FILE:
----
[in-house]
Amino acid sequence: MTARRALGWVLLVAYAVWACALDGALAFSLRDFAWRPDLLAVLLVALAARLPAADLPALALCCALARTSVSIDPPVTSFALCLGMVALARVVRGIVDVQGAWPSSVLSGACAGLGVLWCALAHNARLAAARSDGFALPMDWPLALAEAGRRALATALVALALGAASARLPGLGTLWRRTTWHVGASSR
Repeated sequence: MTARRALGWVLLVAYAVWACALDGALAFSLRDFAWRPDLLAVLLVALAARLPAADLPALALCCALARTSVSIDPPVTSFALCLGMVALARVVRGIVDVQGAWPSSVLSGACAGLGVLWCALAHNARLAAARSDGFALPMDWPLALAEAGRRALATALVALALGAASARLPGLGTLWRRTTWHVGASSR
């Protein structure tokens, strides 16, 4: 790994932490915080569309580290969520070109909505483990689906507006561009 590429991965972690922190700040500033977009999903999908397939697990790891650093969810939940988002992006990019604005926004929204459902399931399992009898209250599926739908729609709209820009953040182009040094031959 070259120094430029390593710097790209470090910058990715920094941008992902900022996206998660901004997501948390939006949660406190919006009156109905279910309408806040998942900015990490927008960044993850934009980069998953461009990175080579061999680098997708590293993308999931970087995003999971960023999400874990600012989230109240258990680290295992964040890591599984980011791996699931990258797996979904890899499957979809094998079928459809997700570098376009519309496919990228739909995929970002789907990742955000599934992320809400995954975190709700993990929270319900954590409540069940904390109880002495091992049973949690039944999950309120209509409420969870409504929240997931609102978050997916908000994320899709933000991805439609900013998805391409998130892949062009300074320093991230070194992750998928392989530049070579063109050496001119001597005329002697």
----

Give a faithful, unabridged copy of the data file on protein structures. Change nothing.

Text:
[in-house]
Amino acid sequence: MTARRALGWVLLVAYAVWACALDGALAFSLRDFAWRPDLLAVLLVALAARLPAADLPALALCCALARTSVSIDPPVTSFALCLGMVALARVVRGIVDVQGAWPSSVLSGACAGLGVLWCALAHNARLAAARSDGFALPMDWPLALAEAGRRALATALVALALGAASARLPGLGTLWRRTTWHVGASSR
Repeated sequence: MTARRALGWVLLVAYAVWACALDGALAFSLRDFAWRPDLLAVLLVALAARLPAADLPALALCCALARTSVSIDPPVTSFALCLGMVALARVVRGIVDVQGAWPSSVLSGACAGLGVLWCALAHNARLAAARSDGFALPMDWPLALAEAGRRALATALVALALGAASARLPGLGTLWRRTTWHVGASSR
């Protein structure tokens, strides 16, 4: 790994932490915080569309580290969520070109909505483990689906507006561009 590429991965972690922190700040500033977009999903999908397939697990790891650093969810939940988002992006990019604005926004929204459902399931399992009898209250599926739908729609709209820009953040182009040094031959 070259120094430029390593710097790209470090910058990715920094941008992902900022996206998660901004997501948390939006949660406190919006009156109905279910309408806040998942900015990490927008960044993850934009980069998953461009990175080579061999680098997708590293993308999931970087995003999971960023999400874990600012989230109240258990680290295992964040890591599984980011791996699931990258797996979904890899499957979809094998079928459809997700570098376009519309496919990228739909995929970002789907990742955000599934992320809400995954975190709700993990929270319900954590409540069940904390109880002495091992049973949690039944999950309120209509409420969870409504929240997931609102978050997916908000994320899709933000991805439609900013998805391409998130892949062009300074320093991230070194992750998928392989530049070579063109050496001119001597005329002697």